The Traditional TV & Home Video subsegment includes online and offline-generated consumer spending on pay-TV subscriptions, physical home video revenues, public TV licence fees, and TV advertising.
Pay-TV subscriptions encompass cable TV, satellite TV, Internet protocol TV, and digital terrestrial TV services, whereas physical home video is the aggregated revenue generated by all DVD and Blu-ray sales.
Usually, households pay public licence fees in one amount, but this charge can be broken down to TV and radio licence fees. The public TV licence fees subsegment contains the charges used to fund TV broadcasts. This can be paid on a monthly, quarterly, or yearly basis. Public licence fees that are collected in the form of a tax (e.g. income tax in the Nordic countries) are not included in this subsegment. Public licence fees are mainly existing in European countries with some exceptions (e.g. South Africa, Japan, South Korea), in other countries, public tv and radio channels are either supported by taxes (e.g. Finland) or directly by the governments.
TV Advertising includes all ad spending for moving image formats broadcasted over traditional transmission channels such as terrestrial and digital terrestrial (DTTV, DTT, DTTB) TV, cable TV, satellite TV, and linear TV delivered over Internet Protocol networks (IPTV). It covers all ad spending for pay-TV operators and networks as well as free-to-air networks and free-to-air spin-off digital channels from terrestrial network operators. This segment does not include online TV advertising (e.g., ad spending for TV viewed online and delivered by traditional broadcasters via their websites).
TV users are defined as all individuals who use TV devices. Terrestrial television uses traditional antennas that transmit analog signals. In most parts of the world, analog terrestrial TV has undergone a digital switchover (DSO) to digital terrestrial TV. For digital terrestrial TV, television broadcast stations transmit TV content by radio waves to televisions to households in a digital format. Cable TV signals are transmitted through coaxial or fiber-optic cables directly to each household without the need for external antennas. The same technology can also be used to transmit FM-radio, internet, telephone, and other non-television services. Satellite TV covers television programming with the use of communication satellites transmitting to satellite dishes. A dedicated satellite receiver (external set-top boxes or built into TV sets) decodes the television program. Internet Protocol television (IPTV) is the delivery of television content over Internet Protocol networks. IPTV is used in subscriber-based telecommunications networks via set-top boxes or other customer-premises equipment. All types of OTT (over-the-top) services, such as TVOD (transactional video on demand) and SVOD (subscription video on demand) are excluded from the definition of the Traditional TV & Home Video segment. Furthermore, electric through-TV-subscription revenues are contained in this subsegment.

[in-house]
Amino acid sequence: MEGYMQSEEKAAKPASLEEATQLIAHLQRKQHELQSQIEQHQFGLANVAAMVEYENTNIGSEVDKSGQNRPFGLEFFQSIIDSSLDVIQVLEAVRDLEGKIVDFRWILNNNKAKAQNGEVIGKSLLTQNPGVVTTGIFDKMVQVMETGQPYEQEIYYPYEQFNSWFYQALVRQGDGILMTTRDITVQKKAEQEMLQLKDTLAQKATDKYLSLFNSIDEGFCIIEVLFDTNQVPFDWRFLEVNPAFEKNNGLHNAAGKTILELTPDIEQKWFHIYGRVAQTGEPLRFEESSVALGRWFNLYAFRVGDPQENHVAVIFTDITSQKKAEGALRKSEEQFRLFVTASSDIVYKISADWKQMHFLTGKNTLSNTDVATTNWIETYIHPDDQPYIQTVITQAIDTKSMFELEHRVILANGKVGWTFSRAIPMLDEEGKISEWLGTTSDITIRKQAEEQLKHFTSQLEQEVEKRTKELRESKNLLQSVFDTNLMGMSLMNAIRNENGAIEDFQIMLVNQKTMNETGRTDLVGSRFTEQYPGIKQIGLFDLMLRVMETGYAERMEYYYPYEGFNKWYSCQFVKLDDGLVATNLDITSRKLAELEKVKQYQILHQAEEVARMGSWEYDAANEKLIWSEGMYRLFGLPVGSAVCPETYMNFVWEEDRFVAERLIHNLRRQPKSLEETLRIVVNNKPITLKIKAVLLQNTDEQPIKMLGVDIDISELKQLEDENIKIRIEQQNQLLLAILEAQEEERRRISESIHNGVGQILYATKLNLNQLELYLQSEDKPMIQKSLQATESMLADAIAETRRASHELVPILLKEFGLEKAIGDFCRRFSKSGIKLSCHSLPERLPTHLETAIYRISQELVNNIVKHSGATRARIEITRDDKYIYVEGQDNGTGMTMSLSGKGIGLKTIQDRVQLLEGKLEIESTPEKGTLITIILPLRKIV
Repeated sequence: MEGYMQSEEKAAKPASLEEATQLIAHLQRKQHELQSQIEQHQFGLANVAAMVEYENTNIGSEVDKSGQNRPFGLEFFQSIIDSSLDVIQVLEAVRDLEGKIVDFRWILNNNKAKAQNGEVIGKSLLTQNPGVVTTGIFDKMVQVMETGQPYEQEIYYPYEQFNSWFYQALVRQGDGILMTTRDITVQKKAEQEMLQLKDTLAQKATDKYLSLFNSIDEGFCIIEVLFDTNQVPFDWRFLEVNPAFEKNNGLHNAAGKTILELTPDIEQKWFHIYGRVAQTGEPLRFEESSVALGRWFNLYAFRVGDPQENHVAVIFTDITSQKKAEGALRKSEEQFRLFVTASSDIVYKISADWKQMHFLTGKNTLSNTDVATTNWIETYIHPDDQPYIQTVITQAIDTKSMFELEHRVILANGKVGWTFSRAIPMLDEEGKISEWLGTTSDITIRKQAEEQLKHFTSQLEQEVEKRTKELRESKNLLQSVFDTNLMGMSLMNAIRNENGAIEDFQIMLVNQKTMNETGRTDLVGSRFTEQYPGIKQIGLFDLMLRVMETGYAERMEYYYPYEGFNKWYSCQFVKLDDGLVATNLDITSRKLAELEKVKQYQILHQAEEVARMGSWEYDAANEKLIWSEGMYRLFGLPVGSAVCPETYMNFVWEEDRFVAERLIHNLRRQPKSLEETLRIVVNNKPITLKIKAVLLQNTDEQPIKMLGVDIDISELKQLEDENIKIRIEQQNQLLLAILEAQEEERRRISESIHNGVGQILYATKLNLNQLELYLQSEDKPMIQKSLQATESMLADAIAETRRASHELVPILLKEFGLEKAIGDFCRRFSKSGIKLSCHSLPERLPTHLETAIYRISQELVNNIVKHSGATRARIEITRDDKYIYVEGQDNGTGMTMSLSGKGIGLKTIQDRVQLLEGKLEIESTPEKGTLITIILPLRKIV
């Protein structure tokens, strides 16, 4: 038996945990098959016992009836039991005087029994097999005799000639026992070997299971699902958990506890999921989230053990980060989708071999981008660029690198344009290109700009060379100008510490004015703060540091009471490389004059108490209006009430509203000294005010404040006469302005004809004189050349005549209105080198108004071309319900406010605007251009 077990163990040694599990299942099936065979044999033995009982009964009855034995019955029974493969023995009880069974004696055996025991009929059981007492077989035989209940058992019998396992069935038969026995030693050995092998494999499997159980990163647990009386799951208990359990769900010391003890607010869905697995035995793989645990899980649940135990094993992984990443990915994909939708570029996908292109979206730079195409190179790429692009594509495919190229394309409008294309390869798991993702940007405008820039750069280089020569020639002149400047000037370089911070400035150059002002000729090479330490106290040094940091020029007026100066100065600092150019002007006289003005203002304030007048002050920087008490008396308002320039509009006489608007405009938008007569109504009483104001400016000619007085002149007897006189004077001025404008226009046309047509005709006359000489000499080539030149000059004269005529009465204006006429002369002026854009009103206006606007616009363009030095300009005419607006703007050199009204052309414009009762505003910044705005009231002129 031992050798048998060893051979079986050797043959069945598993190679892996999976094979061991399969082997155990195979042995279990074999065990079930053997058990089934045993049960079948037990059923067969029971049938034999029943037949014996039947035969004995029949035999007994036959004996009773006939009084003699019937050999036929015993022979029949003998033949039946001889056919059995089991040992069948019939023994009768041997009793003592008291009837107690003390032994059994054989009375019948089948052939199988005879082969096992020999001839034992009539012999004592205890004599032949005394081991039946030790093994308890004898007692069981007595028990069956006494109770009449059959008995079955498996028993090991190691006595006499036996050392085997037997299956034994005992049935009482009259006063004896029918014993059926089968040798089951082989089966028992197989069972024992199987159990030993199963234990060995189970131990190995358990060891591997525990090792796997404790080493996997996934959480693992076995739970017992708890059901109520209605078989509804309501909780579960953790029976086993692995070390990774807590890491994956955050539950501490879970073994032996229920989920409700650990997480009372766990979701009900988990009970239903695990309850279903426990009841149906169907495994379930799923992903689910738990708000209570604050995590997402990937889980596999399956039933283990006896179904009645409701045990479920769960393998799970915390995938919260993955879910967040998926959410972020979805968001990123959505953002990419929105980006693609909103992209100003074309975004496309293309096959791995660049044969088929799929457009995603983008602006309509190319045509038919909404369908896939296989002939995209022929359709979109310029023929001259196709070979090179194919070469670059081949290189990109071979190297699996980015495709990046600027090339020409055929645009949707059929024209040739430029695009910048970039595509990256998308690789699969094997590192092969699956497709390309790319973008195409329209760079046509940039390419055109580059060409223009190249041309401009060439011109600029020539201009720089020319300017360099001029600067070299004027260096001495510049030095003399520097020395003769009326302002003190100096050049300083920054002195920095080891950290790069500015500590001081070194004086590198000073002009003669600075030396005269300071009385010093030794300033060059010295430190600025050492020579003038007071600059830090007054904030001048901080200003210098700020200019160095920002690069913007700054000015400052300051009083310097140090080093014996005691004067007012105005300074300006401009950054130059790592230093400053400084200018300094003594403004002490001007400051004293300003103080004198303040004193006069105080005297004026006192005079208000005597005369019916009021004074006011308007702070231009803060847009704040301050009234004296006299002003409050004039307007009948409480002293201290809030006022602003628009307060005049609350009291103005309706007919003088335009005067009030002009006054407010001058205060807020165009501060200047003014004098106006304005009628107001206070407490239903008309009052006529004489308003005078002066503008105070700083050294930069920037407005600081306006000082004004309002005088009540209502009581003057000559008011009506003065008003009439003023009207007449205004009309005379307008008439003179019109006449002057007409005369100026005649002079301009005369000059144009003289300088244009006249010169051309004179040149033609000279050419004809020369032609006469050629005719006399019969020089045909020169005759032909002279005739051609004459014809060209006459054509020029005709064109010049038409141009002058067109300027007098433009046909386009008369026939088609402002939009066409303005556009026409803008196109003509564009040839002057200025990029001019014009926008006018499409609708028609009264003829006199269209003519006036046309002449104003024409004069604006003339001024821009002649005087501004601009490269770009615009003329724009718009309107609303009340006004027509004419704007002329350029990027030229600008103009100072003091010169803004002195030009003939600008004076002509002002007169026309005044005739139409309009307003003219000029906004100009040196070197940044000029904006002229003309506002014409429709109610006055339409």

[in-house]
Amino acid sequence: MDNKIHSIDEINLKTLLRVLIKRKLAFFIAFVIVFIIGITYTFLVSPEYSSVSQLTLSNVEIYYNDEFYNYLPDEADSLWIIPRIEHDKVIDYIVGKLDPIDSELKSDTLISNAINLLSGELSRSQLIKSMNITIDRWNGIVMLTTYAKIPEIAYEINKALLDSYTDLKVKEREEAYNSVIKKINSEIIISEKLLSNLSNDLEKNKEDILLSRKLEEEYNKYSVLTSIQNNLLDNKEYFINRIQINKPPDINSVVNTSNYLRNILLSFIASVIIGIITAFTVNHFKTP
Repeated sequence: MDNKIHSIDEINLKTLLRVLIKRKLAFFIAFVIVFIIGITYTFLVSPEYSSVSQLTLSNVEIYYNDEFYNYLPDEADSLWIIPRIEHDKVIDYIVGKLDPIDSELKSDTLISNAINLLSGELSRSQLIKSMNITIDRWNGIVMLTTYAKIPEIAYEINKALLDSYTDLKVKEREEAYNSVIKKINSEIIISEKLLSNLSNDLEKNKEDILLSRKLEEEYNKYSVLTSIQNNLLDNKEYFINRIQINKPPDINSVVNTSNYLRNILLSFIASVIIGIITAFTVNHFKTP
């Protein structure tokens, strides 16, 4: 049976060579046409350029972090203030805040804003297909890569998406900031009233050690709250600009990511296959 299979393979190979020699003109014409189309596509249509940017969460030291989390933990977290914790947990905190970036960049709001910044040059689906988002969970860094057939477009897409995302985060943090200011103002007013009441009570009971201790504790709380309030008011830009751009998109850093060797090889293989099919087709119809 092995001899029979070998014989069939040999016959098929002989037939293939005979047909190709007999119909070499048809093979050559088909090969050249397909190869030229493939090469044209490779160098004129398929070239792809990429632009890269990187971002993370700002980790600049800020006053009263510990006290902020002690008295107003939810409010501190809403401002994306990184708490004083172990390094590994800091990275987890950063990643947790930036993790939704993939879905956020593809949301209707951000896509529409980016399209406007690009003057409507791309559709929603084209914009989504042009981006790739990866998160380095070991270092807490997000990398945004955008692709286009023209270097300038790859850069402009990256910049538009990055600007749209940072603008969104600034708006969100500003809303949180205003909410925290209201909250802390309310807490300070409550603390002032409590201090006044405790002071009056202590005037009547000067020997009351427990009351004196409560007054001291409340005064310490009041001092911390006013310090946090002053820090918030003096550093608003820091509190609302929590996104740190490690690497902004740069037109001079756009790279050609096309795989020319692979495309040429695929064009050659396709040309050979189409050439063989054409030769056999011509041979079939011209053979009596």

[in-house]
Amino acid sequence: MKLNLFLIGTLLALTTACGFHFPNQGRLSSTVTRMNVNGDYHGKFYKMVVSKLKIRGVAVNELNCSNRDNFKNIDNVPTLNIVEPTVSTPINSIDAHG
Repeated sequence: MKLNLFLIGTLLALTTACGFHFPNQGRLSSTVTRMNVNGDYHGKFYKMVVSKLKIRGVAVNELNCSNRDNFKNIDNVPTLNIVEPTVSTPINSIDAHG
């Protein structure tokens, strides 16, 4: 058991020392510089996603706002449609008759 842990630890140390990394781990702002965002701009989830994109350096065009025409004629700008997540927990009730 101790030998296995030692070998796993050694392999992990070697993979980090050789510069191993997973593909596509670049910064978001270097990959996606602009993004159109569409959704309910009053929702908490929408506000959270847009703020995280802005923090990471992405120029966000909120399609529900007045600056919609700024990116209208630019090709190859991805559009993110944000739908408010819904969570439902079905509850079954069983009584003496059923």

In the vast expanse of the global entertainment landscape, the Traditional TV & Home Video market unfolds as a dynamic canvas, shaped by an intricate interplay of technological evolution, cultural nuances, and shifting consumer preferences. As the world hurtles toward an increasingly digital age, this market, once the unchallenged monarch of home entertainment, undergoes nuanced transformations across continents.
Once the undisputed ruler of the living room, traditional TV has found itself in a dance with innovation and evolving consumer behaviors. In the United States, a pioneer in shaping global entertainment trends, the traditional TV market witnesses a recalibration in response to the surge of streaming services. As viewers embrace on-demand content and cord-cutting gains momentum, traditional TV providers adapt, diversifying their offerings to coexist with the digital wave.